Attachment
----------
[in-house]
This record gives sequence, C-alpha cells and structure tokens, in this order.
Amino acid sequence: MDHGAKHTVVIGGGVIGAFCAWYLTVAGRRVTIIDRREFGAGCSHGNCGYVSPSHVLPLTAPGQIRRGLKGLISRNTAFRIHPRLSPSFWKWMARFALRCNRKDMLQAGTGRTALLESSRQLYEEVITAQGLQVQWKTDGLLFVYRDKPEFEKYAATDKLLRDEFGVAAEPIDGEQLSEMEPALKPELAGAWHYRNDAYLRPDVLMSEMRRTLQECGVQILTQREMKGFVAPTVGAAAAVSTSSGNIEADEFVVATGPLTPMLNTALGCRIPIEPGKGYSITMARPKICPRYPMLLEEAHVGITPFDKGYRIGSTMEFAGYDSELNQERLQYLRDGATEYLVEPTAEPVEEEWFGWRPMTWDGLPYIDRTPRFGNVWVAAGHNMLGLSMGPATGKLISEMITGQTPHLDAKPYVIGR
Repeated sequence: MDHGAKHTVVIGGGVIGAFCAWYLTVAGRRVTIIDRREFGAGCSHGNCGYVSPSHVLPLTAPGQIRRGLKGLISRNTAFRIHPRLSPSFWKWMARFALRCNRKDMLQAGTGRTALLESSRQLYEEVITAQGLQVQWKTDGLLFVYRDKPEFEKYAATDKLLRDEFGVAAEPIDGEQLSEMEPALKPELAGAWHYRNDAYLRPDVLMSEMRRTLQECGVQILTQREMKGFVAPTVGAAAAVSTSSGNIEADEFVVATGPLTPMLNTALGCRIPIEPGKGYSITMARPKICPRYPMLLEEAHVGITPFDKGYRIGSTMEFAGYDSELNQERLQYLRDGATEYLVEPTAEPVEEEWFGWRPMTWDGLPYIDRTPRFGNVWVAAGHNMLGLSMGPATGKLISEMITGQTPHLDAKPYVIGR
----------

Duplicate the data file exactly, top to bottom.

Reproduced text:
[in-house]
This record gives sequence, C-alpha cells and structure tokens, in this order.
Amino acid sequence: MDHGAKHTVVIGGGVIGAFCAWYLTVAGRRVTIIDRREFGAGCSHGNCGYVSPSHVLPLTAPGQIRRGLKGLISRNTAFRIHPRLSPSFWKWMARFALRCNRKDMLQAGTGRTALLESSRQLYEEVITAQGLQVQWKTDGLLFVYRDKPEFEKYAATDKLLRDEFGVAAEPIDGEQLSEMEPALKPELAGAWHYRNDAYLRPDVLMSEMRRTLQECGVQILTQREMKGFVAPTVGAAAAVSTSSGNIEADEFVVATGPLTPMLNTALGCRIPIEPGKGYSITMARPKICPRYPMLLEEAHVGITPFDKGYRIGSTMEFAGYDSELNQERLQYLRDGATEYLVEPTAEPVEEEWFGWRPMTWDGLPYIDRTPRFGNVWVAAGHNMLGLSMGPATGKLISEMITGQTPHLDAKPYVIGR
Repeated sequence: MDHGAKHTVVIGGGVIGAFCAWYLTVAGRRVTIIDRREFGAGCSHGNCGYVSPSHVLPLTAPGQIRRGLKGLISRNTAFRIHPRLSPSFWKWMARFALRCNRKDMLQAGTGRTALLESSRQLYEEVITAQGLQVQWKTDGLLFVYRDKPEFEKYAATDKLLRDEFGVAAEPIDGEQLSEMEPALKPELAGAWHYRNDAYLRPDVLMSEMRRTLQECGVQILTQREMKGFVAPTVGAAAAVSTSSGNIEADEFVVATGPLTPMLNTALGCRIPIEPGKGYSITMARPKICPRYPMLLEEAHVGITPFDKGYRIGSTMEFAGYDSELNQERLQYLRDGATEYLVEPTAEPVEEEWFGWRPMTWDGLPYIDRTPRFGNVWVAAGHNMLGLSMGPATGKLISEMITGQTPHLDAKPYVIGR